Florida State’s Top 5 Best Cornerbacks Ever
What USC is for tailbacks and Penn State is for linebackers, Florida State is for cornerbacks. All the players on our list of the top five corners in Seminoles history helped FSU become known as “Cornerback U” throughout college football during the 1980s and 1990s.
Sawyer was one of two dominant CBs on the Seminoles’ 1993 national title team, along with Clifton Abraham (more on him in a bit). It was Sawyer’s interception that salted away the ’93 matchup with archrival Florida and sent FSU to its de facto national title game with No. 2 Nebraska in the Orange Bowl.
During his final year in Tallahassee, Sawyer was a consensus All-American and picked off six passes after intercepting seven the year before. The future Cincinnati Bengal was also a standout punt returner, averaging 14.8 yards/return in 1992 including one TD.
Highlight: An over-the-shoulder interception against Virginia in 1993. Small wonder FSU’s opponents averaged less than 10 points per game that year.
The last in the original “Cornerback U” line of All-Americans, Abraham’s penchant for big plays was Honey Badger-esque.
A Dallas native, Abraham established a school record with four career blocked punt returns for touchdowns. He helped lead the ‘Noles to the 1993 national title, and the lowest one of his FSU teams would ever finish in the national rankings was fourth.
Abraham finished his collegiate career with eight interceptions and 22 pass break-ups.
Highlight: The following quote in a Sports Illustrated story before the ’93 FSU-Notre Dame clash: “A Florida State guy is sort of like Madonna. A Notre Dame guy is more like, you know, Reba McIntyre.”
Cornerbacks shifting to safety isn’t uncommon. Butler went the other way in 1989 in order to replace a departed Deion Sanders. And he picked up right where “Prime Time” left off.
Butler was among the nation’s leaders in interceptions that season with seven, averaging nearly 20 yards per return (19.9). He also made an impressive 94 tackles while breaking up nine passes. After turning pro the next season, he became a standout defensive back with the Packers.
Highlight: The 1988 “Puntrooskie” at Clemson. His 78-yard run on the trick play set up a game-winning field goal.
Ball hawk, thy name is Buckley. It’s mind-boggling that Buckley finished his FSU career with 21 interceptions, including 12 during his Jim Thorpe Award-winning season of 1991. (Why opponents dared to throw at him is anyone’s guess.)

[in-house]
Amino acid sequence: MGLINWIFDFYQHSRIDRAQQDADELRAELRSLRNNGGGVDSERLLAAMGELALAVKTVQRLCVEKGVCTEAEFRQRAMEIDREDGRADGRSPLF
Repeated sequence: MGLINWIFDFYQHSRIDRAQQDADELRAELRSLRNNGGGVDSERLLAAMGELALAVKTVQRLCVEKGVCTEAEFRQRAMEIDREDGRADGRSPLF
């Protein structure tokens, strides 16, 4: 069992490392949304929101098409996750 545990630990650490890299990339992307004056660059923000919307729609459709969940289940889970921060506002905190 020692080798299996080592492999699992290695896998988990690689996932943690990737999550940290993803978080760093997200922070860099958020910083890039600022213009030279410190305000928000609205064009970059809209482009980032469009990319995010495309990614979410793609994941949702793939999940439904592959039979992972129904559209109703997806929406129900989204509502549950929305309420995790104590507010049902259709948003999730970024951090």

Not only did Buckley pick passes off, he did damage with the ball once it was in his hands. His 501 interception return yards still stands as the all-time NCAA record.
More amazing is that Buckley accomplished this in just three seasons in Tallahassee, having declared for the NFL draft after his junior year. (He would be selected fifth overall by the Packers in 1992.)Highlight: Stepping in front of eventual Heisman Trophy winner Desmond Howard for a pick six on the first play from scrimmage in FSU’s 51–31 smackdown at Michigan in 1991.
It was "Neion Deion" who kick-started Florida State’s lineage of do-everything cornerbacks.
Sanders’ legacy goes beyond his 14 career interceptions, 1988 Jim Thorpe Award and nearly 1,500 punt return yards. He is responsible for giving FSU its trademark swagger, a major reason for the program’s 14 straight seasons of 10 wins or more from 1987-2000 (the first two of which Sanders was a part of).
And among all the greats that have worn a Florida State uniform, Sanders is the one that ESPN’s College Football Encyclopedia calls “the best ever.” That includes Heisman winner Charlie Ward.
As Deion himself put it in 1988: "I'm not just any defensive back. I'm three players in one. I'm a punt returner, the best cornerback you'll ever get and an entertainer."
Highlight: Backing up his trash talk before the ’88 Clemson game with a punt return TD. The current Seminoles hope to duplicate his and Butler’s heroics from that game when they host the Tigers on Saturday.
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